The stimulus debate revisited
The debate on stimulus vs. austerity keeps covering new grounds. The former debate originated (mostly) between Krugman, DeLong, Thoma on one side, and Cochrane, Fama, Barro on the other. There was also the Alesina case for contractionary expansion and a rebuttal from the IMF with new evidence against expansionary austerity. Even though the discussion of the appropriate policy is a constant question among economists, lately the Harvard debate between John Taylor and Larry Summers and numerous blog posts of Professors Krugman and DeLong on how the austerity is ruining the European and the American recoveries, made it the key talking point once again. The focus of the debate this time is mostly around empirical research on the effects of the stimulus. While some (Talyor, Cochrane) fail to find any data to support the stimulus argument saying it didn’t do anything to help the economy, others (Romer & Romer) claim that without the stimulus, things would have been much worse for the US, with an even higher unemployment rate and a much more painful adjustment.
I see formidable arguments on both sides. The stimulus certainly did have an effect on the US economy. By helping save the automotive industry and by bailing out some banks it prevented the possibly necessary restructuring of the private sector. A good recent empirical paper by Valerie Ramey suggests that the government stimulus cannot stimulate private sector activity. It can only do so much to help the public sector. She finds strong evidence of the well known 'crowding out' phenomenon where the government spending multiplier is less than one when trying to stimulate private sector activity. As for employment, government spending helps to hire more public sector workers but it doesn't stimulate the private sector to hire more. It does however tend to have a net effect of increasing employment.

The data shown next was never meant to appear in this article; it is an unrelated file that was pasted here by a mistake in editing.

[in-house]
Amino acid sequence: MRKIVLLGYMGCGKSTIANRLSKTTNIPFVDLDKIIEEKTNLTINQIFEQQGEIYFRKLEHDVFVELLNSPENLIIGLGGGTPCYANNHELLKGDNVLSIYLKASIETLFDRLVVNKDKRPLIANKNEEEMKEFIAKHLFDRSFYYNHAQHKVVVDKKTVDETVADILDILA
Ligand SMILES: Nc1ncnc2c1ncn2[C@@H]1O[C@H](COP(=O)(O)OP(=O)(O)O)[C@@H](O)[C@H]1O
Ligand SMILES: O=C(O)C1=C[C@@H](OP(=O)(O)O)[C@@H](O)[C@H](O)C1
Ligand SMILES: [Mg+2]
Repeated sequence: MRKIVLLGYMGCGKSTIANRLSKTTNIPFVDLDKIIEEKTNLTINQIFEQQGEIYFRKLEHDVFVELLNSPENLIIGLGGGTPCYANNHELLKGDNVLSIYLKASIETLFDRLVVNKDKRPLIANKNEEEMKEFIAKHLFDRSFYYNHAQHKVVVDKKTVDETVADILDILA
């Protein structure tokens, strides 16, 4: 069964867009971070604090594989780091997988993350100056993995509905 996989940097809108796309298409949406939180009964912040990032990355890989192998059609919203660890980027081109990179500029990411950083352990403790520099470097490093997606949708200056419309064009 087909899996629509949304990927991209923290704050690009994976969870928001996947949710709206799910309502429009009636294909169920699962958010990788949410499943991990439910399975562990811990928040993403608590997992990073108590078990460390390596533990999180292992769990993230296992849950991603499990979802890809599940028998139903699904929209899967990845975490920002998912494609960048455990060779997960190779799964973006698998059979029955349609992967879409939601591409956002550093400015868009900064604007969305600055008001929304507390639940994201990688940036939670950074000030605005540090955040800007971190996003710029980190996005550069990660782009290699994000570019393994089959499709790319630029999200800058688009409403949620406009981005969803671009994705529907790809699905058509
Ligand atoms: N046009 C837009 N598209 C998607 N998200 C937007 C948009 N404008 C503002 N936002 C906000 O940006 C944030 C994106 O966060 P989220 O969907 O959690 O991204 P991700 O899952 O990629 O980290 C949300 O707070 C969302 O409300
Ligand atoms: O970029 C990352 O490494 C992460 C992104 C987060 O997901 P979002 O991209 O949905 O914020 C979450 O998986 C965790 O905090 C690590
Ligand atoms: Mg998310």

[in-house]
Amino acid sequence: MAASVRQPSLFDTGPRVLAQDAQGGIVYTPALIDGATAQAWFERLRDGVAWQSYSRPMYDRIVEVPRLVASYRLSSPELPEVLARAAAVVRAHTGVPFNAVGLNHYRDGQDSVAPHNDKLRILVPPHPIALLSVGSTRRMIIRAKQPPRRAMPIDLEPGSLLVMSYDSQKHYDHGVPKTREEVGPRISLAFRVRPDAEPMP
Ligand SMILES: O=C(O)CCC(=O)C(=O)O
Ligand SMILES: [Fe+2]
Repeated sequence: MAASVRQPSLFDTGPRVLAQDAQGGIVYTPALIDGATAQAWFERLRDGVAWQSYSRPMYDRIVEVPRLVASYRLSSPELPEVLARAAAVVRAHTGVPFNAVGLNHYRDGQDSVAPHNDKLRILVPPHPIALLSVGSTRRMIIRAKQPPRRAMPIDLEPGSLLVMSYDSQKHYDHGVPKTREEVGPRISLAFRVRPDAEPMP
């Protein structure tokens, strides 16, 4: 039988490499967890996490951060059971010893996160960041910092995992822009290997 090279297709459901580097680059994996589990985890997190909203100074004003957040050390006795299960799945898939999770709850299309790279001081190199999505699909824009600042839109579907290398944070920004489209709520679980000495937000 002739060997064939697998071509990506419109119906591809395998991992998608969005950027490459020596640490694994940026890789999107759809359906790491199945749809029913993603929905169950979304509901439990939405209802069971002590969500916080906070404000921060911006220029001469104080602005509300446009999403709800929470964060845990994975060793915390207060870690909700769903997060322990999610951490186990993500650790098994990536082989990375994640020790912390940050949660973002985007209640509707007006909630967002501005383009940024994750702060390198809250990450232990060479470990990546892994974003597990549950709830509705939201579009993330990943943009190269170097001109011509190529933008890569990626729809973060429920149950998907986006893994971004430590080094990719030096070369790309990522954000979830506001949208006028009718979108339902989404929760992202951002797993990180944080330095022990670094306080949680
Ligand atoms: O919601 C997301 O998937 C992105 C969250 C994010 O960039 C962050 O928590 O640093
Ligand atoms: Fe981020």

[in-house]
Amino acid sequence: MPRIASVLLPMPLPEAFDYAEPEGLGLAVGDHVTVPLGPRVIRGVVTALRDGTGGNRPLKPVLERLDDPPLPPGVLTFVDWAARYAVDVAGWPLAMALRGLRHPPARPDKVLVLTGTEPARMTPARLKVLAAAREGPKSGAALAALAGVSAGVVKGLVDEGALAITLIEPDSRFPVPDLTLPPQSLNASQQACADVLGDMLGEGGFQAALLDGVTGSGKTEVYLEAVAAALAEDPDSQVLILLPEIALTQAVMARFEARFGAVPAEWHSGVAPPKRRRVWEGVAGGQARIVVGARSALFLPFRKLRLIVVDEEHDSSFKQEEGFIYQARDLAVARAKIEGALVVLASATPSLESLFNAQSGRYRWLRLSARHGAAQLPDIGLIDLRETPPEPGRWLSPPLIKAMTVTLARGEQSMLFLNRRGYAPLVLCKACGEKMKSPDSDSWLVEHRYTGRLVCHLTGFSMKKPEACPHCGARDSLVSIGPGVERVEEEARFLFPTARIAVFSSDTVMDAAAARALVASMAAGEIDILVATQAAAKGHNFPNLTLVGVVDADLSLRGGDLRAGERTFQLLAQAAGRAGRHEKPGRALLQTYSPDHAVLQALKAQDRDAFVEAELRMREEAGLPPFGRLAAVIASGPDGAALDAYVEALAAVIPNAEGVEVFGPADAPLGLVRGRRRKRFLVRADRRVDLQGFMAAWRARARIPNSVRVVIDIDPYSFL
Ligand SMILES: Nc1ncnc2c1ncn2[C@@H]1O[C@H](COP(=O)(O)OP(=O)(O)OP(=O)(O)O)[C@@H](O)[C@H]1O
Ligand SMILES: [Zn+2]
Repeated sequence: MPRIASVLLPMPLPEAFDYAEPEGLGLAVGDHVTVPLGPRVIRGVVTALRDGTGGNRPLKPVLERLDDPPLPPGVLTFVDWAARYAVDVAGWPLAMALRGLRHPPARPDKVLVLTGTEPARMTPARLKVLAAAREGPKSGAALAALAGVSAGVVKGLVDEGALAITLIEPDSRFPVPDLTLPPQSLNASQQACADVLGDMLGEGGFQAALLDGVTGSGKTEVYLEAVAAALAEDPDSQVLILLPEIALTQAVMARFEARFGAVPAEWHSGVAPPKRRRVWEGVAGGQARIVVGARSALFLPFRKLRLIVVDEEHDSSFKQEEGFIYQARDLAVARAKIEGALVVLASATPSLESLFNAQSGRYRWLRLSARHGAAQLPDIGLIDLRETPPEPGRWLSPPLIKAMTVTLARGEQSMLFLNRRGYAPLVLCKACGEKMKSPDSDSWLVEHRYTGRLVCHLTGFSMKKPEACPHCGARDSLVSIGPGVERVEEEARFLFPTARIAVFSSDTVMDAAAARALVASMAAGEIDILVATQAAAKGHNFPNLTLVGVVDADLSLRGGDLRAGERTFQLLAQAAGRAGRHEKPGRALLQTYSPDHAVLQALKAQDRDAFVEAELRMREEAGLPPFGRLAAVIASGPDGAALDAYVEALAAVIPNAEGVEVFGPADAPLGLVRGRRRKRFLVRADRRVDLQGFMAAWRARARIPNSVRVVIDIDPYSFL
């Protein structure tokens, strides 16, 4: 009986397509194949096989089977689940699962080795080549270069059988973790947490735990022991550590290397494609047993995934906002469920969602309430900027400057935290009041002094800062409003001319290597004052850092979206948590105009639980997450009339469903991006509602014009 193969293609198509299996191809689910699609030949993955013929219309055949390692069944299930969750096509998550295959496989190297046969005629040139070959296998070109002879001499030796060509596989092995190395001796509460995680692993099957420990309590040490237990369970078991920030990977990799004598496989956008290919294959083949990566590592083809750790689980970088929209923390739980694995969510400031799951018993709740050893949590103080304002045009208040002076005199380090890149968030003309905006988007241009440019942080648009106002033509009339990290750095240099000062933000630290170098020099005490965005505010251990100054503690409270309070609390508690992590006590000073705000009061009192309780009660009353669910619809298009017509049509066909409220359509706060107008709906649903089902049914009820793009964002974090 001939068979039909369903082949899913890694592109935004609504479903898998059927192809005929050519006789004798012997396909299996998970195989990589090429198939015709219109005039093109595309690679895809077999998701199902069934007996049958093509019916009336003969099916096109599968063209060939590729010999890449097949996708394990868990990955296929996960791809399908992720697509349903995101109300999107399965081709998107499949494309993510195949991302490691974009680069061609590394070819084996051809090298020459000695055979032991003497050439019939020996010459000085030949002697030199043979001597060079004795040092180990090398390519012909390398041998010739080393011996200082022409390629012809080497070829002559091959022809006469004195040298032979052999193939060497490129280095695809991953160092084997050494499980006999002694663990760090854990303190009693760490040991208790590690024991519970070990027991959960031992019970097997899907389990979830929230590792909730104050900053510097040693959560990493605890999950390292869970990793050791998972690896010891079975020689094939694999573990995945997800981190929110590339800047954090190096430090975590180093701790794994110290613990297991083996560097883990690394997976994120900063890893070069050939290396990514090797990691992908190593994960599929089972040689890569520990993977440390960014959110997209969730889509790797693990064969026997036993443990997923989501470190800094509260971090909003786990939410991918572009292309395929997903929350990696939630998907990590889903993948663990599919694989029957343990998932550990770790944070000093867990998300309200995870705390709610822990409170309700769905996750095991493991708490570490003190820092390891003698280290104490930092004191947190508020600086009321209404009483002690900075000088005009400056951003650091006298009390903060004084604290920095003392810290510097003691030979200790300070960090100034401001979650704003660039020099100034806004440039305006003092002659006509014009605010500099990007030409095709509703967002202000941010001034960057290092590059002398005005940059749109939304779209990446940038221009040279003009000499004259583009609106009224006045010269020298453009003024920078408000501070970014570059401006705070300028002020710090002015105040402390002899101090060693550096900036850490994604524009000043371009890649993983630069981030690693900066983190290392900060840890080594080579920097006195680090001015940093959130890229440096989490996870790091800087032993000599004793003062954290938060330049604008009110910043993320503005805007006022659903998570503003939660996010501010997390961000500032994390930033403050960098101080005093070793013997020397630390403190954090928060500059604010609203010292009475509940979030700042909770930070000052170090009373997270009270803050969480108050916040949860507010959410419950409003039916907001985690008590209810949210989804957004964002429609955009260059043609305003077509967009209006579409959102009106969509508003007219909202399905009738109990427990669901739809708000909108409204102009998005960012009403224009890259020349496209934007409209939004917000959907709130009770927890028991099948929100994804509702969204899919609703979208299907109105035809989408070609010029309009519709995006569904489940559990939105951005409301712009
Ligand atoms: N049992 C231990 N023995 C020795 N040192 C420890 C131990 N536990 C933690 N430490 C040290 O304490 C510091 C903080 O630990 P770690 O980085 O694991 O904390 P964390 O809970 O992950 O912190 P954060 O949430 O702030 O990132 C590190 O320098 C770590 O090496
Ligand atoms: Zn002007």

Unlike many of those who recognize this as a positive effect, I see it as an unnecessary distortion of market signals. If the finance industry grew too big, riding on consumer optimism, low interest rates, price appreciation or rising household and corporate debt than the consequences were unavoidable. Add to this the regulatory artificial demand creation that increased systemic risk by guiding banks to invest into sovereign debt and MBSs, the conclusion is that the overheated system became unsustainable. So it needs to be restructured, not by the government's allocation policies, but via market allocation policies. The market forces operate more slowly and have stronger effects, but as a result they provide more robust solutions.
The broken window fallacy
When the government creates a fiscal stimulus in order to restore confidence in the economy, it does so by creating an artificial demand for workers in alternative careers. Just like the broken window fallacy teaches us, it artificially restructures labour and capital from one industry to another.
According to the broken window fallacy, periods of war (or more precisely after-war rebuilding) can paradoxically be favourable for an economy as they drive many resources in post-war development towards high infrastructural projects focused on rebuilding the economy, which lead to high and sustainable levels of economic growth. Since there is a lot that needs to be repaired, many capital and human resources will now be reallocated from the war industry into other activities of production and use resources in this fashion. But the crucial point is that these resources could have been used in a much more efficient manner than rebuilding the economy if it hadn't been for the war. My favourite answer to all those who succumb to the broken window fallacy is: why don’t you let me smash all the windows on your house? This will create the job for the local glazier and you will redistribute your income to him. But perhaps you had different plans with your money. Now that you have to pay for your windows to be fixed, you won’t be able to, for example, take your family to a restaurant this weekend, meaning that you deprived the restaurant owner of his income.